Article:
Summary: A sermon on the third commandment
When the 1960s ended, San Francisco’s Haight-Ashbury district reverted to high rent, and many hippies moved down the coast to Santa Cruz. They had children and got married, too, though in no particular sequence. But they didn’t name their children Melissa or Brett. People in the mountains around Santa Cruz grew accustomed to their children playing Frisbee with little Time Warp or Spring Fever. And eventually Moonbeam, Earth, Love and Precious Promise all ended up in public school. That’s when the kindergarten teachers first met Fruit Stand. Every fall, according to tradition, parents bravely apply name tags to their children, kiss them good-bye and send them off to school on the bus. So it was for Fruit Stand. The teachers thought the boy’s name was odd, but they tried to make the best of it. “Would you like to play with the blocks, Fruit Stand?” they offered. And later, “Fruit Stand, how about a snack?” He accepted hesitantly. By the end of the day, his name didn’t seem much odder than Heather’s or Sun Ray’s. At dismissal time, the teachers led the children out to the buses. “Fruit Stand, do you know which one is your bus?” He didn’t answer. That wasn’t strange. He hadn’t answered them all day. Lots of children are shy on the first day of school. It didn’t matter. The teachers had instructed the parents to write the names of their children’s bus stops on the reverse side of their name tags. The teacher simply turned over the tag. There, neatly printed was the word, “Anthony.” Luanne Oleas in Salinas, California, Reader’s Digest
Names are important to us, especially our own. A name is more than a means of identifying someone. It conveys information about our family, social and economic status, race and sometimes religion too. The mere mention of some names would elicit an immediate emotional response from you. What images come to mind when I say Sadam Hussein or David Letterman? How about Graham or Gotti? Have you ever known anyone who named their baby boy, Judas, or their baby girl, Jezebel?
Those names conjure up images that even nonreligious people resist. If you’ve had children there were certain names you would not consider because they reminded you of someone you did not like in school. On the flip side, we tend to name our kids after people who we feel good about. Names are important.
In the third of the Ten Commandments we find that God is protective of his name. We are commanded to proceed with extreme caution in handling the name of the Almighty.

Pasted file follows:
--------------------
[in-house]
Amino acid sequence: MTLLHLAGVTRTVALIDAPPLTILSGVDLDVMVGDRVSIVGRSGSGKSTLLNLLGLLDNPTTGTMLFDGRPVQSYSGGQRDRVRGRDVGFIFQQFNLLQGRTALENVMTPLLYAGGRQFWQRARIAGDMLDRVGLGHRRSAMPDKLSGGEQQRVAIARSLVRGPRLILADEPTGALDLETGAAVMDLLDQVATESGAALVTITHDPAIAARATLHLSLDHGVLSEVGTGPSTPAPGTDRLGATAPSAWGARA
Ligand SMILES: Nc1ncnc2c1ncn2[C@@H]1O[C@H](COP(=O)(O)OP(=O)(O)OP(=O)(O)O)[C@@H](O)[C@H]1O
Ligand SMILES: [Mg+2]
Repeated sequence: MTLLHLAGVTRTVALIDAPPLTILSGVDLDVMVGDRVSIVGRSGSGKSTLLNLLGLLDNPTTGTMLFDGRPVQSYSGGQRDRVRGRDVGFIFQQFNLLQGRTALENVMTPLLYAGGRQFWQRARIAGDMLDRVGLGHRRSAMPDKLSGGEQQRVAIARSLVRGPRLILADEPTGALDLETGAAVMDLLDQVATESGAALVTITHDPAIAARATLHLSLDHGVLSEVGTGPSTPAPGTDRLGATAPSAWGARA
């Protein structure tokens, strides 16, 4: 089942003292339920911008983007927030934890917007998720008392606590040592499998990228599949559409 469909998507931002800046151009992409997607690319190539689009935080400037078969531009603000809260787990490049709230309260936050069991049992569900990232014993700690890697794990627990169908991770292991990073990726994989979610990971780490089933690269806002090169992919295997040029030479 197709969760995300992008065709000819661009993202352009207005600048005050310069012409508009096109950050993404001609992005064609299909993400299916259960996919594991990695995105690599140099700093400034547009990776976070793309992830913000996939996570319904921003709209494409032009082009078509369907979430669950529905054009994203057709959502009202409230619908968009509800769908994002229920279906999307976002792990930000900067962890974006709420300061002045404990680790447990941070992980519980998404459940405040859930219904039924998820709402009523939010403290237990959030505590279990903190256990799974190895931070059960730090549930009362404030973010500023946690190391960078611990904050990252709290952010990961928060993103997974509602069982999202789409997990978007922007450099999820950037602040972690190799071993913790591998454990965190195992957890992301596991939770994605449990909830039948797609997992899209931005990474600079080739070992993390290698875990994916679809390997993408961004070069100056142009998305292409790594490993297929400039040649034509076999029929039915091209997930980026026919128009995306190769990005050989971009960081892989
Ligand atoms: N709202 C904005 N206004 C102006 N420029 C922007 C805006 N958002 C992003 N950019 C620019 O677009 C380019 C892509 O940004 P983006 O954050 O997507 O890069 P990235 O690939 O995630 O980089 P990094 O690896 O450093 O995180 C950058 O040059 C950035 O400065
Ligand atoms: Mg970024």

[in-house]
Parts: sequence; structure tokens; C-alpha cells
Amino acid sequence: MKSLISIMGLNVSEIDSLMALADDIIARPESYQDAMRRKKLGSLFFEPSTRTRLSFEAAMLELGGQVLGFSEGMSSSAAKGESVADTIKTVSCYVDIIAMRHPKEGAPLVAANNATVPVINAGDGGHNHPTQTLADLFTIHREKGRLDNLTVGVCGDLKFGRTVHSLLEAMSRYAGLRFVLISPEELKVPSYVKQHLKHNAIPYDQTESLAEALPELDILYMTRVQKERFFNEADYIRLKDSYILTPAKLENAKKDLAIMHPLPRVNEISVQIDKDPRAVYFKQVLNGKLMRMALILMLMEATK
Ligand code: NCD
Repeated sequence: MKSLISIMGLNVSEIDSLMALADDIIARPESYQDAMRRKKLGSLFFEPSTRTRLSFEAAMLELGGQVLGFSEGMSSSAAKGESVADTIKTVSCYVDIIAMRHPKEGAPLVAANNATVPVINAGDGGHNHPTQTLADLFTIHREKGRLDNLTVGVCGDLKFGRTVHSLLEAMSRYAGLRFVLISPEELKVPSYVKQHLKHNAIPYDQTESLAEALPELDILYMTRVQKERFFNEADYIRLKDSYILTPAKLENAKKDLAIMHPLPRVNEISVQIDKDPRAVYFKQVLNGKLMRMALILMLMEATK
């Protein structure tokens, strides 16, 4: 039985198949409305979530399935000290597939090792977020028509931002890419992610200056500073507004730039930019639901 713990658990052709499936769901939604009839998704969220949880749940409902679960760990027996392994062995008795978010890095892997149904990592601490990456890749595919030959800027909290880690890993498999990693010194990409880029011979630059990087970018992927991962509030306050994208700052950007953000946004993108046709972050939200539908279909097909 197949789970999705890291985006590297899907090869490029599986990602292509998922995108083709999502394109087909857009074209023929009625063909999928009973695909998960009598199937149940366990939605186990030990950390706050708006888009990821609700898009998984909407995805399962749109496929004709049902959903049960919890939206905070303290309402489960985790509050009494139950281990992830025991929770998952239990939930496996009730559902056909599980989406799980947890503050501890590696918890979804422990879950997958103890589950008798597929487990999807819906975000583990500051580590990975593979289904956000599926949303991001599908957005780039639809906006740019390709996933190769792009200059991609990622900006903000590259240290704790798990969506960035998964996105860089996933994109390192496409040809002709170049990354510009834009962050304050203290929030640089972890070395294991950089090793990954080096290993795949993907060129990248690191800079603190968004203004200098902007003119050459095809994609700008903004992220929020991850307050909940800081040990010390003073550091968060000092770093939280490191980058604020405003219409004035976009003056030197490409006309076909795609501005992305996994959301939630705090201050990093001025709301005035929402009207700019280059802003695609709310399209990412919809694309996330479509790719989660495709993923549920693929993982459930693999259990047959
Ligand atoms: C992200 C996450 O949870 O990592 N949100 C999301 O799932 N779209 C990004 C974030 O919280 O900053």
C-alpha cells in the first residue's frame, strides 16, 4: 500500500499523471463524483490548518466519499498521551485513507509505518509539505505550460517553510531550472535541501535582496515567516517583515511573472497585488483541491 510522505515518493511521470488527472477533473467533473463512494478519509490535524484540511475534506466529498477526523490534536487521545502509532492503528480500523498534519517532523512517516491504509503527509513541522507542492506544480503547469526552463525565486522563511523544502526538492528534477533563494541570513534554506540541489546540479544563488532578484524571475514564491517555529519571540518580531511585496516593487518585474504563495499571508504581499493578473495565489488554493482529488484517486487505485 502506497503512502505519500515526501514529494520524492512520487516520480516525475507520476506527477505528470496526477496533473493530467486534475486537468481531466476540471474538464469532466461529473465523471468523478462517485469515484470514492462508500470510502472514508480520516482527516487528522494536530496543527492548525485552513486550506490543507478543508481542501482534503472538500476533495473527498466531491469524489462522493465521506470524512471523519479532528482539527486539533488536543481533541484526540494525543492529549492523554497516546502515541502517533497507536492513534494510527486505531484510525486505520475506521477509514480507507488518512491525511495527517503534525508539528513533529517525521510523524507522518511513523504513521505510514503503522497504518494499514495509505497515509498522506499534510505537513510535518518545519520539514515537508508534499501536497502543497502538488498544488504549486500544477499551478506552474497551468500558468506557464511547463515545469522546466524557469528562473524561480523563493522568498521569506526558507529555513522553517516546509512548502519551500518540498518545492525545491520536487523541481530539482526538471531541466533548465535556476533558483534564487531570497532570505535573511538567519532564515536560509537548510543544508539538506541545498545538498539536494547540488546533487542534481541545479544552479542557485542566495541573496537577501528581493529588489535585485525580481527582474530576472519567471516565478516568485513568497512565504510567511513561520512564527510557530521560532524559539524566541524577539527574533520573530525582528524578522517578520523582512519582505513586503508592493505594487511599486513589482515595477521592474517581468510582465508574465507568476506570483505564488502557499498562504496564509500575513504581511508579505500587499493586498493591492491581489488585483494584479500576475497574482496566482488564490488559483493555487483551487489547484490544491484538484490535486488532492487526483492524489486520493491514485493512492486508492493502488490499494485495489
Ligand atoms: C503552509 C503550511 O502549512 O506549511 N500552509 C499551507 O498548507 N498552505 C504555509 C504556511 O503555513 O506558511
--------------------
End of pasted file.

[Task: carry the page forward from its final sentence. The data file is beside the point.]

"You shall not take the name of the LORD your God in vain, for the LORD will not hold him guiltless who takes His name in vain. NKJV
"You shall not misuse the name of the LORD your God, for the LORD will not hold anyone guiltless who misuses his name. NIV
God is so concerned about the proper use of his name that there’s a promise of punitive action if it’s misused. Literally, God told his people not to lift up or take up his name with emptiness. Those of you who grew up reading an older translation of the Bible may remember this commandment as saying, “Do not take the name of the Lord your God in vain.” Vanity means “nothingness” or “trivial.” To take God’s name in vain means that it has been treated lightly, not taken seriously.
The Jews were diligent concerning this commandment.
God’s name was so sacred to the Jews that it was pronounced only once a year by the high priest when giving the blessing on Yom Kippur, the Day of Atonement (Lev. 23:27).
Michael G. Moriarty, The Perfect 10: The Blessings of Following God’s Commandments in a Post Modern World, p. 80
This reverence for the name of God holds true even today. One seminary professor told his students of a time when he was studying Hebrew under an orthodox Jewish rabbi. On that particular day, the students were reading the Hebrew text out loud. One of the rules of the class was that when you came to the name of God you were not to pronounce what was in the text. Instead, students were to say “Adnonai” which is the Hebrew equivalent of “Lord.”
Here’s a little Bible study lesson for you. If you’re reading the Old Testament and come across the word “LORD” in all capital letters, it stands for YHWH, God’s covenant name. YHWH basically means “the One who Is.”
“YHWH” = “LORD” (Jehovah, Adonai, Yahweh)
Back to the story: In the class with the Jewish rabbi, one of the students inadvertently pronounced the name of God. Upon hearing it, the rabbi groaned loudly, put his hands over his ears and fled from the classroom. No one saw him for several days. When he finally surfaced again they found that he considered himself so unworthy of hearing the name of God that he spent days in prayer asking for forgiveness.